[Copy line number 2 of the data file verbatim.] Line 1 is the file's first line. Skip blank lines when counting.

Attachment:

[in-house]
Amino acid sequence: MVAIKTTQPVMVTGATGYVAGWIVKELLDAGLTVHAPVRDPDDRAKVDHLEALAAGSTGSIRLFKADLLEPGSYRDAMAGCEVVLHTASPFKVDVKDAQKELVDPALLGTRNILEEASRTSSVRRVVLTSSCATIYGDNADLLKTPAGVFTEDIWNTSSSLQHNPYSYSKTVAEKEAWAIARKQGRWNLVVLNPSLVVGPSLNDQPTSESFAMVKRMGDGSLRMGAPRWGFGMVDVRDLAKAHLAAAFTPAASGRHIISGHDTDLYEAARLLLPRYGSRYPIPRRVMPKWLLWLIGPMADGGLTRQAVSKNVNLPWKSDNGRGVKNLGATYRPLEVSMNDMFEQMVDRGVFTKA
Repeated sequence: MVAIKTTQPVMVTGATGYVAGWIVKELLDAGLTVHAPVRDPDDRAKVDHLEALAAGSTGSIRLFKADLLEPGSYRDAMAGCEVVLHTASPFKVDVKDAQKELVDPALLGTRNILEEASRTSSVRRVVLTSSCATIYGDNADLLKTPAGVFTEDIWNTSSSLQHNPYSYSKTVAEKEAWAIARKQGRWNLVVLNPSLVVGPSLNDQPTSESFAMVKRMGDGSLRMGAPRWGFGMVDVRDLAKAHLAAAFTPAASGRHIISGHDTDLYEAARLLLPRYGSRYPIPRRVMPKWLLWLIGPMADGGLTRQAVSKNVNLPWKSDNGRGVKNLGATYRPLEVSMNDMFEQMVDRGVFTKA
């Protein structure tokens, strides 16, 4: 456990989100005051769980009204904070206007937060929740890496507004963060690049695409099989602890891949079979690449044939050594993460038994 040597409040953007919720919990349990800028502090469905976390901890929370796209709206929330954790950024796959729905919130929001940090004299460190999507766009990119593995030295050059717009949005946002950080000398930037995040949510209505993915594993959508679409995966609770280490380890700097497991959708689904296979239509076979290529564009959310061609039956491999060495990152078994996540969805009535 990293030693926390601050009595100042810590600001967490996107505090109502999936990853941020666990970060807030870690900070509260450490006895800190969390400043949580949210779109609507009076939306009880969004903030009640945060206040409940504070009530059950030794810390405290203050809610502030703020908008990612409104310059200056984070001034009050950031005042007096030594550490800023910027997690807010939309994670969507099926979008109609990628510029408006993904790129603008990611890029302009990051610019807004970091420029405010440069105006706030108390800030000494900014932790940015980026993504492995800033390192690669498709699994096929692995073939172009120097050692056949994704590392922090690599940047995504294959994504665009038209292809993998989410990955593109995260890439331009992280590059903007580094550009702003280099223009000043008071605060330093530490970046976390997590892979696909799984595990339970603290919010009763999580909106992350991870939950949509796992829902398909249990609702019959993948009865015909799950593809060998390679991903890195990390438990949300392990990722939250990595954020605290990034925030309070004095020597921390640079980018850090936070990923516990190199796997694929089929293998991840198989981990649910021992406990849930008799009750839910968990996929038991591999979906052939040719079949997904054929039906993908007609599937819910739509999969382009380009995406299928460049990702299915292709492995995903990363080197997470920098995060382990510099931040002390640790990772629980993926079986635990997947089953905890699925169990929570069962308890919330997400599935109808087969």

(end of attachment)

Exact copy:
Amino acid sequence: MVAIKTTQPVMVTGATGYVAGWIVKELLDAGLTVHAPVRDPDDRAKVDHLEALAAGSTGSIRLFKADLLEPGSYRDAMAGCEVVLHTASPFKVDVKDAQKELVDPALLGTRNILEEASRTSSVRRVVLTSSCATIYGDNADLLKTPAGVFTEDIWNTSSSLQHNPYSYSKTVAEKEAWAIARKQGRWNLVVLNPSLVVGPSLNDQPTSESFAMVKRMGDGSLRMGAPRWGFGMVDVRDLAKAHLAAAFTPAASGRHIISGHDTDLYEAARLLLPRYGSRYPIPRRVMPKWLLWLIGPMADGGLTRQAVSKNVNLPWKSDNGRGVKNLGATYRPLEVSMNDMFEQMVDRGVFTKA